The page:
Sorghastrum secundum

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Sorghastrum secundum
Sorghastrum secundum resized.jpg
Photo by Kevin Robertson
Scientific classification
Kingdom: Plantae
Division: Magnoliophyta - Flowering plants
Class: Liliopsida - Moncots
Order: Poales
Family: Poaceae
Genus: Sorghastrum
Species: S. secundum
Binomial name
Sorghastrum secundum
(Elliott) Nash
Natural range of Sorghastrum secundum from USDA NRCS Plants Database.

Common Name(s): lopsided indiangrass[1][2]

Taxonomic Notes

Synonym(s): Andropogon secundus[2]


Sorghastrum secundum is a monoecious perennial graminoid[2] that grows to 3-6 feet (0.91-1.83 m).[3] It is a tufted grass with short rhizomes.[4] Culms are erect to ascending and blades are up to 8.1 mm (0.32 in) wide and 42 cm (1.38 ft) long. Straight inflorescence with spikelets positioned all on one side helps distinguish this species.[5]

Sorghastrum secundum does not have specialized underground storage units apart from its rhizomes.[6] Diaz-Toribio and Putz (2021) recorded this species to have an non-structural carbohydrate concentration of 22 mg/g (ranking 94 out of 100 species studied).[6]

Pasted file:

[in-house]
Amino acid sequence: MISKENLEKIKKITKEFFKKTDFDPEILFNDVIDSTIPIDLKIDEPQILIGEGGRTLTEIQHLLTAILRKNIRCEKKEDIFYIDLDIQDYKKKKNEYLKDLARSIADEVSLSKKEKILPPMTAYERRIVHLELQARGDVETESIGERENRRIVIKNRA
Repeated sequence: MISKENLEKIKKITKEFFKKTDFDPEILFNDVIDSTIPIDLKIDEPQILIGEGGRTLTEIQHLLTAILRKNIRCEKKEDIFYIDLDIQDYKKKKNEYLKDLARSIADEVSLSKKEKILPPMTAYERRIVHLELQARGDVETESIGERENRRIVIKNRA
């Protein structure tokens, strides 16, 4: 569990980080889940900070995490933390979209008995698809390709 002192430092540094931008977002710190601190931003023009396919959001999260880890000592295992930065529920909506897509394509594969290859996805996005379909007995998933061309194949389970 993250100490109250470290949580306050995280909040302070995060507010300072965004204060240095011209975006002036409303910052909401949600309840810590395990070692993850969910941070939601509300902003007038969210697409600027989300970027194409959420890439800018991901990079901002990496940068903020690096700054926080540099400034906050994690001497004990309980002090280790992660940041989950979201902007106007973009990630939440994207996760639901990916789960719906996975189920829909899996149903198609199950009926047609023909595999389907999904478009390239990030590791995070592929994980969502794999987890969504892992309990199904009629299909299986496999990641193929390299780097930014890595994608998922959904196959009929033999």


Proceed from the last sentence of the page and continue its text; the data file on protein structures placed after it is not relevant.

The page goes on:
Sporobolus floridanus is endemic to an area from southern South Carolina to peninsular Florida and west through Alabama, but the majority is found in Florida.[7]



S. secundum has been found in pine-oak-hickory woods, longleaf pine slopes, longleaf pine savanna, pineland grasses, live oak-sand pine woods, wet pine flatwoods, and longleaf pine-scrub oak ridges.[8] It is also found in disturbed areas including burned longleaf pinelands and the disturbed sands of hammock clearings.[8]

Associated species: Serenoa repens, Balduina angustifolia, Amphicarpum muhlenbergianum, and Sisyrinchium solstitiale.[8][9]

This species is found on sandhill and other upland pine communities[1] and thinly wooded areas.[5] In peninsula Florida xeric sandhills, S. secundum was found in 100% of the plots with a mean cover of 0.0299 m2. Panhandle xeric sandhills contained S. secundum in 87% of plots and had a mean coverage of 0.0191 m2. Frequency and mean cover in northern Florida longleaf ("clayhill") woodlands was 100% and 0.04 m2 and 94% and 0.0273 m2 in northern Florida subxeric sandhills, respectively.[10]

S. secundum has reduced its occurrence in response to agricultural-based soil disturbance in historically longleaf communities of South Carolina, making it a remnant woodland indicator species.[11][12] S. secundum additionally decreased its occurrence in response to soil disturbance by agriculture in southwest Georgia savannas.[13]